CIP intern, Pranav Baitule

Another intern, Pranav Baitule, who has a Master's degree in Telecommunications from George Mason University, has been working with NCSA’s Incident Response and Security group and hopes to eventually work in network engineering and cyber security.

Some of the skills he’s gained that he thinks he’s going to be able to apply in his career down the road include working with firewalls and time management. “So I didn't study firewalls in school, and I've been learning firewalls from scratch. That will be helpful in the future. Also I've been looking into projects simultaneously and managing the time and dividing time—time management basically—which will also be helpful in the future.”

According to Baitule, one aspect of the program that’s allowed him to do some personal networking, as well as learn a lot, is getting to work with the security team. “There's a job shadowing session for two hours each day with a different member,” he reports, “so I've gotten to learn from them, how they work daily on different projects.”

While Baitule's time here as an intern hasn’t changed his career plans—he’s been interested in networking and security from the beginning—he reports that he’s grown through the experience:

“I took certain courses during my Master’s program, and I see this as a continuation of things that I've learned in school and gained more practical experience.”


CIP intern, Yogesh Bhandari

The fourth intern, Yogesh Bhandari, got his BS in India in Power Systems Engineering, Here at Illinois, where he’s working on a Masters in Energy Systems in the Nuclear Engineering Department, but he’s also taking courses in Electrical Engineering. As part of CIP, the NCSA group he’s working with is ISDA (Innovation Software and Data Analysis), for whom he’s updating their data libraries. Bhandari hopes to go into an industry focused on energy, using software and analytics.

Regarding skills he’s acquired in CIP, Bhandari reports, “It’s very simple— it gives me the overall experience working with github workflow, more understanding in coding over python. This experience was helpful as the skills I picked during my internship are agile and modular in nature. Thus, I can use them in software development for power and energy industry."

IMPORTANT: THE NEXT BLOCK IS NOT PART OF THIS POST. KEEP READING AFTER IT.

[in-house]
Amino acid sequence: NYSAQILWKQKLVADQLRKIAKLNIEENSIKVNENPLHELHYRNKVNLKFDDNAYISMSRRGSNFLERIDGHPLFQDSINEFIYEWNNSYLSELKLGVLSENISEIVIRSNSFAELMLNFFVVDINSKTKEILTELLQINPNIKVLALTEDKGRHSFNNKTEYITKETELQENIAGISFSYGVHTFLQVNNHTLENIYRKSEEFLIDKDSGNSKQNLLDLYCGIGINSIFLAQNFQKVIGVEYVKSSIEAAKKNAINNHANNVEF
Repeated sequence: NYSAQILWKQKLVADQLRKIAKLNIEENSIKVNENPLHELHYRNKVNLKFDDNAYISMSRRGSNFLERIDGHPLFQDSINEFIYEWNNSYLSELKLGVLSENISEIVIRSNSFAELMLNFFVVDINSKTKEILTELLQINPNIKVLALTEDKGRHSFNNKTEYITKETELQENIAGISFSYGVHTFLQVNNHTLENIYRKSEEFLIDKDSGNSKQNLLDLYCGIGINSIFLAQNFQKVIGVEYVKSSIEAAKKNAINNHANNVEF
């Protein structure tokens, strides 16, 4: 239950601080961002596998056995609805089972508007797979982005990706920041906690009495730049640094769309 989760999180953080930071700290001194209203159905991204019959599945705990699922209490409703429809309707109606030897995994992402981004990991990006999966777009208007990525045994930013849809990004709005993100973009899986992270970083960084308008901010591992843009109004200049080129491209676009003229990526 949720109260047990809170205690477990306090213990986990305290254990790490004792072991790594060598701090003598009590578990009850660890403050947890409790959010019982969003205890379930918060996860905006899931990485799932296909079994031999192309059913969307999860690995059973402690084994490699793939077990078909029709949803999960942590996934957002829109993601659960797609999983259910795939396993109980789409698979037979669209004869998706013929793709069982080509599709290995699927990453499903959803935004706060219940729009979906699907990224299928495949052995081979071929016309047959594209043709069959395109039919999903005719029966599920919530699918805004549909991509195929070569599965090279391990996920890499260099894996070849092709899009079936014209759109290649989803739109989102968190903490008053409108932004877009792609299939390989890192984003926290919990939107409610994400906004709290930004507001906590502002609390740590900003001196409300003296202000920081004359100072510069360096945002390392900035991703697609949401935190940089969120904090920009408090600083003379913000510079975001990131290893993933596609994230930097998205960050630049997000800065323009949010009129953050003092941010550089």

According to Bhandari, participating as an intern in CIP strengthened his career goals. “So, I always wanted to go into the energy software industry,” he admits, “and with this experience, I think, down the road, I can go into that.”

Like the interns, Lapine believes the program has been going well, despite working out a few kinks. For instance, the idea was that interns work 40 hours a week to get the full opportunity to learn from other people; however, one participant, a graduate student, was limited to 20 hours a week per University rules. So for this first semester of training, they were trying to determine whether he would be able to pick up enough information for the program to be helpful.

Lapine also stresses the notion that interns wouldn’t just be assigned tasks to do, but would be doing what he terms, “job following” or on-the-job-training. “It's not just come in and they assign you a task,” he stresses, but trainees “actually sit side saddle with someone doing work so they can understand the processes and decision making. That's the part that you can't get in a textbook.”


CIP Co-PI Volodymyr Kindratenko.

Regarding the job-following component, Lapine says, they’re “looking at the effect of on-the-job training in addition to the formalized training…we're trying to leverage that capability. To bring someone in who has had some training and then bring them into a real operation to give them more awareness of what happens—real-world choices and limitations. Hopefully that’s where we will get some effective skills and knowledge and activities from interns.”

So while making some adjustments to ensure that this aspect of CIP was implemented, Lapine believes the interns integrated well into the various groups. “We see activities where the students actually come up and participate in meetings. So if there's a group meeting and there's a representative, we'll see students from the different areas show up as part of the group representatives. I think we’re doing well there.”

Kindratenko sums up their hopes for CIP: “I think we are glad that the NCSA has this infrastructure—enough of the activities going on so that we can provide a really productive training environment for the interns so that they can go into the real world. We are in a good position to provide this internship program.”


Author/Photographer: Elizabeth Innes, Communications Specialist, I-STEM Education Initiative

More: Blue Waters, Career Resources, Funded Project, NCSA, 2017

For additional I-STEM web articles about NCSA, see: